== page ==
Cancer

Updated 06 April 2017

What is cancer?

Cancer is the name given to a collection of diseases caused by abnormal or uncontrolled cell growth.

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Cancer is not just a single disease, but a name given to a collection of related genetic diseases. One in six South African men and one in seven South African women will get cancer in their lives.

It is a life-threatening condition and can affect anyone at any stage in their lives. Cancer treatment, although increasingly successful over the past few decades, can be both painful and uncomfortable.

The Cancer Association of South Africa (CANSA) defines cancer as “any malignant growth or tumour caused by abnormal and uncontrolled cell division. If not stopped, it may spread to other parts of the body through the lymphatic system or blood stream”.

All cancers have abnormal cell division as their basis. Cancer can start just about anywhere in the human body.

Human cells have the capacity to grow, and to divide and to form new cells as, where and when they are needed. Old cells die, and the body replaces them. This happens everywhere in the body, from the brain, the skin, the organs, the intestines – in short, all over. However, sometimes old or damaged cells do not die, but they become abnormal and start dividing without stopping. The body usually has a very efficient system that sends messages to old or damaged cells to stop dividing, but every now and then it fails, when the immune system is unable to detect these cells and eliminate them from the body.

These rogue cells can then form what we call "tumours", which are masses of tissue.

But not all cancers form tumours, the National Institute of Health (NIH) explains. Cancers of the blood, such as leukaemia, do not form solid tumours, and spread through the blood stream.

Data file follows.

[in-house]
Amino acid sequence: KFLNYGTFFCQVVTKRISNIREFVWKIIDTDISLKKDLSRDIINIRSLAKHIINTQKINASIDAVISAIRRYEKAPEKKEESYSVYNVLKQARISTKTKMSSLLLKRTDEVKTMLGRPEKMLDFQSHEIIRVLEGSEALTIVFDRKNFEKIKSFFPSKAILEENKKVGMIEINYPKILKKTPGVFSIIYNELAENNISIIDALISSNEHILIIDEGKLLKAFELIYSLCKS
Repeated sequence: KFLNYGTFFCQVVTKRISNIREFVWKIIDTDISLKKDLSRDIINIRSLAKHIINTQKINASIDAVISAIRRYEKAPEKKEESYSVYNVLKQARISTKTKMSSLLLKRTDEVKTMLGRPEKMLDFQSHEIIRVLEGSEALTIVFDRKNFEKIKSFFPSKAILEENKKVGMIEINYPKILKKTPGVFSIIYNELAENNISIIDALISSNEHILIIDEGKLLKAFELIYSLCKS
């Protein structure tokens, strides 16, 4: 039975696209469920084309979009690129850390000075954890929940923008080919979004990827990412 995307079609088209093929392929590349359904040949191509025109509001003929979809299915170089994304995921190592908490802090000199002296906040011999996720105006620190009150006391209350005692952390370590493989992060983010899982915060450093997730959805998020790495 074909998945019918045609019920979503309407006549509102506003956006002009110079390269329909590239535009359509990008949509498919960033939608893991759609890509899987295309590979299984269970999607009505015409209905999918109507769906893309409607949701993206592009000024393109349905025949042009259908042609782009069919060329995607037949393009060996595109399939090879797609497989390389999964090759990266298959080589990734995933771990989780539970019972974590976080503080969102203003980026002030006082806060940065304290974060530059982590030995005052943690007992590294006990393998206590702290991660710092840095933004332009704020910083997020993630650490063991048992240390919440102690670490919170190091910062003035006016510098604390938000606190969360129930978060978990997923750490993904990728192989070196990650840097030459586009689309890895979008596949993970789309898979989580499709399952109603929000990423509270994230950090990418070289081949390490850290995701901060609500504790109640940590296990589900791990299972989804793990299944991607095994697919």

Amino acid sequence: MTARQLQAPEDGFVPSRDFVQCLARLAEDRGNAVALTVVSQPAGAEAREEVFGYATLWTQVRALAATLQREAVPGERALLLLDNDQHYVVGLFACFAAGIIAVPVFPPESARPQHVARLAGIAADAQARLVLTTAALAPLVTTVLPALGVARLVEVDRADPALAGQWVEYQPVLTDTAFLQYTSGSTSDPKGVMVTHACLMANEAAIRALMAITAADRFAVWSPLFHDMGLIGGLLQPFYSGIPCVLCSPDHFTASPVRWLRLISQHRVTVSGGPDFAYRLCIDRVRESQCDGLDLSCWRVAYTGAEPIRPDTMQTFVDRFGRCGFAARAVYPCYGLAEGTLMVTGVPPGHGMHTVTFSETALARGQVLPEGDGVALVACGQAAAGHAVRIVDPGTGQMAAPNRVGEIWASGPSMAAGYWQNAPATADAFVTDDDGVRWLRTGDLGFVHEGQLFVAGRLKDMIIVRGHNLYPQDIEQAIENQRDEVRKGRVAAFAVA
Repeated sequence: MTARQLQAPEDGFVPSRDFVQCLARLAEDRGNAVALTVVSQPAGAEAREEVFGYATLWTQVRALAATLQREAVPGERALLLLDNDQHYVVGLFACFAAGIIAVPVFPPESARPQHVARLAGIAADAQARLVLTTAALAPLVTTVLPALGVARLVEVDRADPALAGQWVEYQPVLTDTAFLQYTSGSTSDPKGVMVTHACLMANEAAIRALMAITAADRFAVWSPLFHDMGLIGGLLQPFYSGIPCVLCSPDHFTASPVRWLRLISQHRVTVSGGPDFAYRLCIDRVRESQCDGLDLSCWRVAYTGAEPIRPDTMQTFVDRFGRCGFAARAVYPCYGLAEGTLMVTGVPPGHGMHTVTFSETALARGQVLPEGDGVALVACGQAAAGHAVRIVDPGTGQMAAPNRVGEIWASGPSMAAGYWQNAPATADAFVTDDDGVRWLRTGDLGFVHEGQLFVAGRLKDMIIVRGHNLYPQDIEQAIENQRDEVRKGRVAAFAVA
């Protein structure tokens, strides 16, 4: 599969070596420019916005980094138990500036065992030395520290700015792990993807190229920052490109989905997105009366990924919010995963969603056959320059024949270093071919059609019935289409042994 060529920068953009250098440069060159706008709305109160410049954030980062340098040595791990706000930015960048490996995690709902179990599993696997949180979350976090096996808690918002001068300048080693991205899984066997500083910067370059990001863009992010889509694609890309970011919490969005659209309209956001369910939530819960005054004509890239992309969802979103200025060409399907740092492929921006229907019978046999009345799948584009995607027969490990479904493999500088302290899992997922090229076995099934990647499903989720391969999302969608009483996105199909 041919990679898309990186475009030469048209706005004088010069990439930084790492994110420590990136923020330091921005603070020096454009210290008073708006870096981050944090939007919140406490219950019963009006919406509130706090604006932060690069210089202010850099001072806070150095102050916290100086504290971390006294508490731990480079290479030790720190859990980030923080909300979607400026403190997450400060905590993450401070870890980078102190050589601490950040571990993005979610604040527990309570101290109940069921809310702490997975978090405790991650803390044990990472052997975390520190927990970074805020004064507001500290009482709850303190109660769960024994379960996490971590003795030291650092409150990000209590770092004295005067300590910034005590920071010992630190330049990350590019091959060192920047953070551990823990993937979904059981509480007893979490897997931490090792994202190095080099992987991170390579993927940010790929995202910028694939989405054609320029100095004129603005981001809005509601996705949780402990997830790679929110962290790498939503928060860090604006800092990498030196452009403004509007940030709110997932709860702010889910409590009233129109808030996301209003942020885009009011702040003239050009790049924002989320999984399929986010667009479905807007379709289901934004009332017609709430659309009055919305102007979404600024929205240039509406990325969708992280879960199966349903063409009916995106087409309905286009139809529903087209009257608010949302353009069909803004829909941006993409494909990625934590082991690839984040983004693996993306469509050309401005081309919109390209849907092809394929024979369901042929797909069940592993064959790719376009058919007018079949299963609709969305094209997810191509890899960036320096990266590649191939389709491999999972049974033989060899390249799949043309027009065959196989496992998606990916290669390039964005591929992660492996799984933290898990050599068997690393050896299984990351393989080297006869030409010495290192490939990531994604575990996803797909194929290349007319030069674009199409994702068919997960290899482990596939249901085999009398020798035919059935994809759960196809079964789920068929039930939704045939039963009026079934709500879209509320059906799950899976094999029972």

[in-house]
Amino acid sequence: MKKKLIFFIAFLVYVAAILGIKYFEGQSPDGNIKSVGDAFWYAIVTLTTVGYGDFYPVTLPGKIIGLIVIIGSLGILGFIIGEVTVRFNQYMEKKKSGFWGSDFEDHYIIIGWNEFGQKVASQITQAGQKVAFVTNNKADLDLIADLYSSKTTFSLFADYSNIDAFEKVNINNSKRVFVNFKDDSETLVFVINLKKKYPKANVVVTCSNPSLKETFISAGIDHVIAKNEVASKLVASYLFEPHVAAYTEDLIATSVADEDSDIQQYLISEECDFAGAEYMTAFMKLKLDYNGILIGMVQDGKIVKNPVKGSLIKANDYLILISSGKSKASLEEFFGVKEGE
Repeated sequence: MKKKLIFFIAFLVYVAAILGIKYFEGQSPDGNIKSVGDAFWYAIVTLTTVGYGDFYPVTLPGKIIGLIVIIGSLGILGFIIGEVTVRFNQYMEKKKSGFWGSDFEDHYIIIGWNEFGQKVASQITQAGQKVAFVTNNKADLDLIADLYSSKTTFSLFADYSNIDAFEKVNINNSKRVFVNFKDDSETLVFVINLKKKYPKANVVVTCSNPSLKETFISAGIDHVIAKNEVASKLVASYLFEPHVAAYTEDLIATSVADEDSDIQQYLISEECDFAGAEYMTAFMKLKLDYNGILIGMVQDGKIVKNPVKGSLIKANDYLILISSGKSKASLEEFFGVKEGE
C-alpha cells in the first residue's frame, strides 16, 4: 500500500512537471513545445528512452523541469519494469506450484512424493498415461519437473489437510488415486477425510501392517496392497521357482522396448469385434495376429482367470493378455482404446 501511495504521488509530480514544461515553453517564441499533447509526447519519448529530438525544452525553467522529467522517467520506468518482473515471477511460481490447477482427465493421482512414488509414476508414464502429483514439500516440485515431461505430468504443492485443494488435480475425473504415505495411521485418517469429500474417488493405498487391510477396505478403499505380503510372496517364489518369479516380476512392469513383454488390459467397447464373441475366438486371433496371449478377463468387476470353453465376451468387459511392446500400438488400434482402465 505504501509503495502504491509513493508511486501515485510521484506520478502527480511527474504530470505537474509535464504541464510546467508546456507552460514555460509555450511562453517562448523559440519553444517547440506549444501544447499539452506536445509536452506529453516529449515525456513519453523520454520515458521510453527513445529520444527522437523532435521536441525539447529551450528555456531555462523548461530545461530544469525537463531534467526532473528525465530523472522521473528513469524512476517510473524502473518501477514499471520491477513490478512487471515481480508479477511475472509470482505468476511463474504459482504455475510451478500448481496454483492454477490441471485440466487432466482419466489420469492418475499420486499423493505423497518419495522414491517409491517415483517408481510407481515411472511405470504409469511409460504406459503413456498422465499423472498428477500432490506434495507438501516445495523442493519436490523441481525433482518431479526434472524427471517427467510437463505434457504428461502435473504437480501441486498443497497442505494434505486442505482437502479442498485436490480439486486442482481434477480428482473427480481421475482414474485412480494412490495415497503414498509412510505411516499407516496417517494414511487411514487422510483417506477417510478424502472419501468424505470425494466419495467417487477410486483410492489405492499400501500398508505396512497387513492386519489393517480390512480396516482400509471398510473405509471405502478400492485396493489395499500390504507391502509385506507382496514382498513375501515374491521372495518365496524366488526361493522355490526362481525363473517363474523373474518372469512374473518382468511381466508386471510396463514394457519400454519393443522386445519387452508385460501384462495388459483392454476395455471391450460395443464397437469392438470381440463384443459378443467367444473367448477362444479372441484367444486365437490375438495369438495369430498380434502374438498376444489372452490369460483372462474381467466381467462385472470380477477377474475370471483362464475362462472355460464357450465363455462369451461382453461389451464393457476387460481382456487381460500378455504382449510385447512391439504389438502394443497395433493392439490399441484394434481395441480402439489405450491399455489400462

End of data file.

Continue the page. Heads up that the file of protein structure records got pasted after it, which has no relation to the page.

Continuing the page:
When a tumour originates in the body, invasive cells can break off from and spread to other places in the body through the lymphatic system or the blood stream. That is how someone who is originally diagnosed with lung cancer can also develop cancer of the brain or the liver or the stomach. A cancerous tumour spreads, whereas a benign (harmless) tumour does not. If a benign tumour can be removed, it usually does not grow back, unlike a malignant tumour, which could make a reappearance.

One can have a genetic predisposition to cancer, or cancer-causing environmental substances can cause abnormal cell division in the body.

Read more:

Types of cancer

Symptoms of cancer

Diagnosing cancer

 

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Cancer expert

CANSA’s purpose is to lead the fight against cancer in South Africa. Its mission is to be the preferred non-profit organisation that enables research, educates the public and provides support to all people affected by cancer. Questions are answered by CANSA’s Head of Health Professor Michael Herbst. For more information, visit cansa.org.za.

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